Regarding the situation in Ukraine, Japan maintains its position that the sovereignty and territorial integrity shall be respected and that any attempt to change the status quo by force or coercion cannot be tolerated. While attaching importance to promoting G7 solidarity, Japan has been calling for Russia to play a constructive role for a peaceful solution of the situation. Japan has been steadily implementing economic assistance to Ukraine of up to 1.5 billion US dollars and other contributions. In addition, Japan is now preparing for the provision of fresh assistance worth about 16.6 million US dollars for the recovery of eastern Ukraine and is ready to provide at least 300 million US dollars to Ukraine with a view to helping stabilize its economy.

The security environment in the Asia-Pacific region is also becoming increasingly severe. Japan's policy of "Proactive Contribution to Peace" and the US rebalance to the Asia-Pacific both contribute to regional peace and stability.

Multilateral efforts are also under way to this end. In autumn last year, a series of ASEAN-related summit meetings took up a proposal for strengthening the East Asia Summit (EAS) as the premier forum of the region to discuss political and security issues. These meetings also discussed the importance of respecting the rule of law in the South China Sea, as well as of addressing North Korea's nuclear and missile issues and its human rights issues including abduction.

By seizing various opportunities, Japan realized the first foreign-ministerial and summit meetings with China in two years as well as foreign ministerial meetings with the Republic of Korea. Japan has kept its door for dialogue with China and the Republic of Korea always open, and a silver lining has started to shine in through this door. Japan will strive further to make this glimmer of hope illuminate the entire Asian region.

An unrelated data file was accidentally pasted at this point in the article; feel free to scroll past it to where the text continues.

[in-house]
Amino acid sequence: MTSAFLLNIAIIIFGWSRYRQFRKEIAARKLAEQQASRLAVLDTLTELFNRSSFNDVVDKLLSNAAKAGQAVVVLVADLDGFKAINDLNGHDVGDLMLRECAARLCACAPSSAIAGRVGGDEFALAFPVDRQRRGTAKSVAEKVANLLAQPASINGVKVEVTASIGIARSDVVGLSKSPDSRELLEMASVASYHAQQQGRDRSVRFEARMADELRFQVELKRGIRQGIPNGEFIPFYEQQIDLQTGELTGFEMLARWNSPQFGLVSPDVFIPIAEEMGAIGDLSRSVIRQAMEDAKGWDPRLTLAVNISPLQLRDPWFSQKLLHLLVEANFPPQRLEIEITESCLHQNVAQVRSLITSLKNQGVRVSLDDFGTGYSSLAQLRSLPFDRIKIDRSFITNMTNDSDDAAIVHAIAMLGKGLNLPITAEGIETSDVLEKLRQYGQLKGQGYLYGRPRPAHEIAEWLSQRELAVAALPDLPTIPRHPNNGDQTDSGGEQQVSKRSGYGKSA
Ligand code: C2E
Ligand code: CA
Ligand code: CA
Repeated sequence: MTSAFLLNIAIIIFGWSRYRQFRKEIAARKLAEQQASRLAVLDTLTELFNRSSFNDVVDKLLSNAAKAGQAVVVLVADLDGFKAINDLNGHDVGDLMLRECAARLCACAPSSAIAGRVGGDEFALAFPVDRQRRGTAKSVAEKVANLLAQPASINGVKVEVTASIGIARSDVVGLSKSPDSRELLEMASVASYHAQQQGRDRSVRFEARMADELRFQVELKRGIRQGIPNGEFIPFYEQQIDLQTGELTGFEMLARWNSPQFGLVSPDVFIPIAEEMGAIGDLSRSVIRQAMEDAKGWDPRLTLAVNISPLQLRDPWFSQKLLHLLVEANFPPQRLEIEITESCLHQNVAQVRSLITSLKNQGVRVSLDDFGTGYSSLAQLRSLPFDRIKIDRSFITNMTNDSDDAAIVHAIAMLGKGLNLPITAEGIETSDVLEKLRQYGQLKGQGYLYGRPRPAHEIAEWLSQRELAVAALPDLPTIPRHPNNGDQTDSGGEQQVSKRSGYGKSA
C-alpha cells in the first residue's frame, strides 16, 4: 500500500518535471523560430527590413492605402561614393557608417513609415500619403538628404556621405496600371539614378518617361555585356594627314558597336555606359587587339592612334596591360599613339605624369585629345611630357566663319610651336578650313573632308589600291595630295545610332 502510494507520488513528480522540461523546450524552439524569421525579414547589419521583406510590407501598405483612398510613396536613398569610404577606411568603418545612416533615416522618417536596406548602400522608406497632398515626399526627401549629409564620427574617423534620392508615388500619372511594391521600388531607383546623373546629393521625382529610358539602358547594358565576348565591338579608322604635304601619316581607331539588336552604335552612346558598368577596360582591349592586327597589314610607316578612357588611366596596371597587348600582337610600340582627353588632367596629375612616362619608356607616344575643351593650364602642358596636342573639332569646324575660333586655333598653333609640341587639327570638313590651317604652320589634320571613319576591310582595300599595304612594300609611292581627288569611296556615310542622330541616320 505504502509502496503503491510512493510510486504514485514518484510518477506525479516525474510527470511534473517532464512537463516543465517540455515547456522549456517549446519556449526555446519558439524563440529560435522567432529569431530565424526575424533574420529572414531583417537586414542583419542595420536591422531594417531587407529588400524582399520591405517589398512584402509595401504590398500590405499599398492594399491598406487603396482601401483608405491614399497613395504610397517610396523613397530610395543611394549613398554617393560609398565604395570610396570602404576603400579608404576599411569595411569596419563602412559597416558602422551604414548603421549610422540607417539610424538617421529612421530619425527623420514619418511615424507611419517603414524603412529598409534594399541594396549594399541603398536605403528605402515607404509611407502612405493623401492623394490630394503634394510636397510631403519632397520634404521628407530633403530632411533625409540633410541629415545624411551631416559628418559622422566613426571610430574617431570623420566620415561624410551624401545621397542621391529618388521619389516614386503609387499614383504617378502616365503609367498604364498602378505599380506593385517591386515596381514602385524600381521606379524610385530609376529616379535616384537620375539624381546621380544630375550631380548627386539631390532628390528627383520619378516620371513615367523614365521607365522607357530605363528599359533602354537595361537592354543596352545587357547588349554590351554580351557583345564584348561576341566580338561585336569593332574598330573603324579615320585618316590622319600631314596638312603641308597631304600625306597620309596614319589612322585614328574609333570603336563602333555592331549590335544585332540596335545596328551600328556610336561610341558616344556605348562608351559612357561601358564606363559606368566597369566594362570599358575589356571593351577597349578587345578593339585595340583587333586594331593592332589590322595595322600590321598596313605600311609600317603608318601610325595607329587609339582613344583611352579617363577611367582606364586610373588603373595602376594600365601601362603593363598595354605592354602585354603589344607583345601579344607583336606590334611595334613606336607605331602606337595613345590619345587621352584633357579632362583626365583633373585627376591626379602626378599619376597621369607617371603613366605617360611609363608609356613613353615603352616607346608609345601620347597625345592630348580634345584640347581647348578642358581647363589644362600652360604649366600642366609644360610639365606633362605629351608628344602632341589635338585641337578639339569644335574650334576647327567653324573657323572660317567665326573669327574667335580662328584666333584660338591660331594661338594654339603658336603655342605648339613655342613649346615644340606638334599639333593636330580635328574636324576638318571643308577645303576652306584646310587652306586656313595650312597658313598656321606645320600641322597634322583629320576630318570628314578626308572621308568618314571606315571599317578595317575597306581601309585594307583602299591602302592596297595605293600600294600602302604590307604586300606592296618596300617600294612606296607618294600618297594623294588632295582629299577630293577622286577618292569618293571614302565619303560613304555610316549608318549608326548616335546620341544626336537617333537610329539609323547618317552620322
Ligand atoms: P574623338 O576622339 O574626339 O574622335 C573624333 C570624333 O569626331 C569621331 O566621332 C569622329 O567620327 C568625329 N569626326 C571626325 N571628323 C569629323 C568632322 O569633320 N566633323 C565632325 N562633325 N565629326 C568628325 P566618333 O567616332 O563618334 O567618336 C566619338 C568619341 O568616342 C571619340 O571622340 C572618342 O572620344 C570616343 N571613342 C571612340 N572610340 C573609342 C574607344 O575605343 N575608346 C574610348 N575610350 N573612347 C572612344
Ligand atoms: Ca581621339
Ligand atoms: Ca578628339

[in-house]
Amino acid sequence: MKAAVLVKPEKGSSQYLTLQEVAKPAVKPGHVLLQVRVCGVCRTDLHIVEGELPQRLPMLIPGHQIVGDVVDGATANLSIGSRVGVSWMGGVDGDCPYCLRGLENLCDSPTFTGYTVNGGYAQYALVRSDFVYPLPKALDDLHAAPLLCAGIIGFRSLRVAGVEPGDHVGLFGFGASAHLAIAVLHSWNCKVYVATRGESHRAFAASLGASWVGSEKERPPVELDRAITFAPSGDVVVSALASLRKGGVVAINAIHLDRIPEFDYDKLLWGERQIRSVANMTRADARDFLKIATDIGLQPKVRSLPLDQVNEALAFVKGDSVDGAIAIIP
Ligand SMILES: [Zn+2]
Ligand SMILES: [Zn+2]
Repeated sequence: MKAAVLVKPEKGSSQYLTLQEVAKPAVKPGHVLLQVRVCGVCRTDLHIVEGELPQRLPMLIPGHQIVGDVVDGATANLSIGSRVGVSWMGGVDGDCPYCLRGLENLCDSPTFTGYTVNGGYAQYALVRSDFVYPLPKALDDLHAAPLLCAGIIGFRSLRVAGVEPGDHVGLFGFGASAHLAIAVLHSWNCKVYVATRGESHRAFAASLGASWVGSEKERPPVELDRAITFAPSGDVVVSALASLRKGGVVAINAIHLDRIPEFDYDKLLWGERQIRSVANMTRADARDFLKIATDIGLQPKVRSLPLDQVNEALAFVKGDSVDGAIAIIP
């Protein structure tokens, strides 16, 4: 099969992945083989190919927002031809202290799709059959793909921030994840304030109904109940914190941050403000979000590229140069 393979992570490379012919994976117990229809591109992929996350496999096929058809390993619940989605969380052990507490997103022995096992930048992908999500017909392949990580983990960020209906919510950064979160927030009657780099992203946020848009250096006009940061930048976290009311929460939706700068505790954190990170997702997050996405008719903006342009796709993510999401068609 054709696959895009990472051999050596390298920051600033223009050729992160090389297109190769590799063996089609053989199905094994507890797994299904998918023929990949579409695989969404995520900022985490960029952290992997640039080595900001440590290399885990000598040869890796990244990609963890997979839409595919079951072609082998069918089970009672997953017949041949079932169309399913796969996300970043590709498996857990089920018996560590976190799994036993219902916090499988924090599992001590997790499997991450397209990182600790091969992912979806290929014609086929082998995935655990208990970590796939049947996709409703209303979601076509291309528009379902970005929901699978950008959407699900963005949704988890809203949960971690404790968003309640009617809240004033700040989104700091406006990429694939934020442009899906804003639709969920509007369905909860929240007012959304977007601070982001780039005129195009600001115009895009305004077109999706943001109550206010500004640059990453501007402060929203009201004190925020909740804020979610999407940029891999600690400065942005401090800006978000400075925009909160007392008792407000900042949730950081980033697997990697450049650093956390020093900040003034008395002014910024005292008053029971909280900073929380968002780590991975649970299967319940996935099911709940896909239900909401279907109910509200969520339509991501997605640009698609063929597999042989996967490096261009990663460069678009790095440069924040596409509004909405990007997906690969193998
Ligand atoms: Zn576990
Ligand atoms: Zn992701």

I hope that Europe will commit further so that peace and stability will be maintained in the Asia-Pacific region.

(2)Contribution to addressing global challenges

The second pillar is Japan-Europe cooperation for contributing to addressing global challenges.

The first major challenge for Japan and Europe is to cooperate in formulating the post-2015 development agenda. Japan’s ODA marked its 60th anniversary last year. A total of more than 300 billion US dollars has been so far provided to 190 countries and regions. Our new “Development Cooperation Charter,” to be formulated soon, will set forth the following idea: development should be achieved based on the concept of human security” and through “Quality Growth” equipped with inclusiveness, sustainability and resilience. Japan believes it is crucial to incorporate this idea into the post-2015 development agenda, in cooperation with Europe who have collaborated with us at both policy and ground levels.

Regarding disaster risk reduction, the Third UN World Conference on Disaster Risk Reduction will be held in Sendai, Japan in March this year. The conference will adopt a post-2015 framework for disaster risk reduction succeeding the Hyogo Framework for Action. Japan is determined to make the conference successful, with high-level participation from the EU and its member countries.

Secondly, a new framework on climate change will be also adopted in Paris this year. Japan pledged last year to make a financial contribution of 1.5 billion US dollars to the Green Climate Fund subject to the approval of the Diet. We are prepared to step up cooperation with Europe toward the goal of adopting a fair and effective framework on climate change.